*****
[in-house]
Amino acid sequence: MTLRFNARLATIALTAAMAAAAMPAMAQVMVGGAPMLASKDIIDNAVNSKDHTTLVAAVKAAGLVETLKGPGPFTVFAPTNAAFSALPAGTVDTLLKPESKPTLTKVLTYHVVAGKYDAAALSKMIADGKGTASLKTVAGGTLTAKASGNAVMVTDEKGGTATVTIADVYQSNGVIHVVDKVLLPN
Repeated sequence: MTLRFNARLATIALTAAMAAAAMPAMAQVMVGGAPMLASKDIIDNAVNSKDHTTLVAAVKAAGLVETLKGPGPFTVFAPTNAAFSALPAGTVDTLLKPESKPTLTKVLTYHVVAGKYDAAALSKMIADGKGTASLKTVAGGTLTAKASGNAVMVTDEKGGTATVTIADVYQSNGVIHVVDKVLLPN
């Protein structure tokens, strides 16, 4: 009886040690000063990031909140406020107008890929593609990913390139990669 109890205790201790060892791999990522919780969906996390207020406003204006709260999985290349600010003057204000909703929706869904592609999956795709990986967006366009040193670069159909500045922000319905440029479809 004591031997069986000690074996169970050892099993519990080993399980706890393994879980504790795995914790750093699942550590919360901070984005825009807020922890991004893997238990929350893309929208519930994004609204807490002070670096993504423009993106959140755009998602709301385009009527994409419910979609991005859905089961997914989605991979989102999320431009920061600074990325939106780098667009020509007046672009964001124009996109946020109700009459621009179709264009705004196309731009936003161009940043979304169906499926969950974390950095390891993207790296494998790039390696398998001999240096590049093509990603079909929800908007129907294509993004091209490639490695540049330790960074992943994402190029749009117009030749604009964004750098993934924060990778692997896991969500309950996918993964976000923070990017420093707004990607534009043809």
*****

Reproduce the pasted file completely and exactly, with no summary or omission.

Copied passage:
[in-house]
Amino acid sequence: MTLRFNARLATIALTAAMAAAAMPAMAQVMVGGAPMLASKDIIDNAVNSKDHTTLVAAVKAAGLVETLKGPGPFTVFAPTNAAFSALPAGTVDTLLKPESKPTLTKVLTYHVVAGKYDAAALSKMIADGKGTASLKTVAGGTLTAKASGNAVMVTDEKGGTATVTIADVYQSNGVIHVVDKVLLPN
Repeated sequence: MTLRFNARLATIALTAAMAAAAMPAMAQVMVGGAPMLASKDIIDNAVNSKDHTTLVAAVKAAGLVETLKGPGPFTVFAPTNAAFSALPAGTVDTLLKPESKPTLTKVLTYHVVAGKYDAAALSKMIADGKGTASLKTVAGGTLTAKASGNAVMVTDEKGGTATVTIADVYQSNGVIHVVDKVLLPN
């Protein structure tokens, strides 16, 4: 009886040690000063990031909140406020107008890929593609990913390139990669 109890205790201790060892791999990522919780969906996390207020406003204006709260999985290349600010003057204000909703929706869904592609999956795709990986967006366009040193670069159909500045922000319905440029479809 004591031997069986000690074996169970050892099993519990080993399980706890393994879980504790795995914790750093699942550590919360901070984005825009807020922890991004893997238990929350893309929208519930994004609204807490002070670096993504423009993106959140755009998602709301385009009527994409419910979609991005859905089961997914989605991979989102999320431009920061600074990325939106780098667009020509007046672009964001124009996109946020109700009459621009179709264009705004196309731009936003161009940043979304169906499926969950974390950095390891993207790296494998790039390696398998001999240096590049093509990603079909929800908007129907294509993004091209490639490695540049330790960074992943994402190029749009117009030749604009964004750098993934924060990778692997896991969500309950996918993964976000923070990017420093707004990607534009043809």